A landslide destroyed O.C. homes 24 years ago. A developer wants to build there again
In 1998, after a winter of heavy rains, the hill below Via Estoril collapsed.
Several homes slid down, others were destroyed, and the condominiums below were heavily damaged.
Residents of the Laguna Niguel neighborhood, where ridgetop homes have swimming pools and panoramic views, were sure that no one would ever think of building there again.
Now, 24 years later, a developer is proposing new condominiums at the base of the hill. Improvements made since the landslide will prevent disaster from striking again, the project’s proponents say.
The developer, Barry Hon of Laguna Niguel Properties LLC, is familiar with the risk. He built the original Niguel Summit neighborhood, including the Via Estoril homes, which now sell for more than $1 million, and the condos below.
Residents fear that Hon’s new project will destabilize the hill and send it crashing down again.
“We just don’t want to have to live with that kind of fear and uncertainty and have people move in below us who might also be in danger,” said Sara Nuss-Galles, who has lived on Via Estoril since 2005.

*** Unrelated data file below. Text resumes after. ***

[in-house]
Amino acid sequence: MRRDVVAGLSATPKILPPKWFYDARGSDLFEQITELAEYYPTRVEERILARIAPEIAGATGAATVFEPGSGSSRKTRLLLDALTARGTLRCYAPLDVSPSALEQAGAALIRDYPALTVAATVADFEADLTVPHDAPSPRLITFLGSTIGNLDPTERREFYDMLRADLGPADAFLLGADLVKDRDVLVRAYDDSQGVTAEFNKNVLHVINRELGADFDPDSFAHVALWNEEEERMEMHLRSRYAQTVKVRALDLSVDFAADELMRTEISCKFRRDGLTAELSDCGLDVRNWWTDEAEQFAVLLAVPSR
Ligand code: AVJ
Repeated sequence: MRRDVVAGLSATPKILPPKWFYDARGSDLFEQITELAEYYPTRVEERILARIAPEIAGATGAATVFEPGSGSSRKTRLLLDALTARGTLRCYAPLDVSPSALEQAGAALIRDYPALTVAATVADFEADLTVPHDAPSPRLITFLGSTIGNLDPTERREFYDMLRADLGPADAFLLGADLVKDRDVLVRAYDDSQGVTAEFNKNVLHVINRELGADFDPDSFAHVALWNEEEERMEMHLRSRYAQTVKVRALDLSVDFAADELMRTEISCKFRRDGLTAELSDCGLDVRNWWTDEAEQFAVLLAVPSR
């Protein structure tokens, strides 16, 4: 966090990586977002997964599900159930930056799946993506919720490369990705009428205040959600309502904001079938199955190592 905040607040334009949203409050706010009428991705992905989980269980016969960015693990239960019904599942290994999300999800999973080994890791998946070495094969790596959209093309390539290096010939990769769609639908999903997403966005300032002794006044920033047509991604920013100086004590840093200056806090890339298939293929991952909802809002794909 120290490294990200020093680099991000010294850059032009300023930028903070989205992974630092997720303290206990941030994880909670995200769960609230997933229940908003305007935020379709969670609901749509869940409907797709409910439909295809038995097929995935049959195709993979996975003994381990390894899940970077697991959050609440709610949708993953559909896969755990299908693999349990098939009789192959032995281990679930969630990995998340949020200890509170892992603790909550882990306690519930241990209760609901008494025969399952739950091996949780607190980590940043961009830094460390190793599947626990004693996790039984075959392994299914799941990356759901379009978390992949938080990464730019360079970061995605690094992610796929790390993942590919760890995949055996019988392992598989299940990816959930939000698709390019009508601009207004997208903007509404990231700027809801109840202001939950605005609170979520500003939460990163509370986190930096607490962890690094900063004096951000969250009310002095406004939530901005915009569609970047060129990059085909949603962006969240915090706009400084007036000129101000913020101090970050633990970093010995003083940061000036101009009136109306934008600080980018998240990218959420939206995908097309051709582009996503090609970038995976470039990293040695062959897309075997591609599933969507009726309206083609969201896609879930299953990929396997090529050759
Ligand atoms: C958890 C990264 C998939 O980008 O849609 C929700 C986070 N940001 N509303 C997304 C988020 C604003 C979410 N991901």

Many also worry that officials will use the increasing demand for housing across Southern California and a requirement that the city zone for more than 1,200 new units as justification to approve the project, when there are safer places in the city to build.
“It is hard to stop development in California,” said Jim Kozel, who lives in Niguel Summit. “It’s our understanding that fighting this is going to be difficult, but we have to protect the homeowners.”
“Who wants to live in a congested urban environment?” said Newport Beach Councilwoman Diane Dixon.
In the 1980s, Hon built about 1,500 homes, including the ones on Via Estoril, on a man-made hill about five miles from the ocean.
Years later, residents on Via Estoril began complaining about cracking walls and sagging fences. At the 41-unit condominium complex below, residents also saw cracks in their walls, and the sidewalks buckled as the earth shifted underneath. Some sued the developer, alleging faulty construction.
Carolyn Brown and her husband, Fred Brown, bought a home on Via Estoril in 1995, drawn to the cool ocean breeze and the view of the Pacific.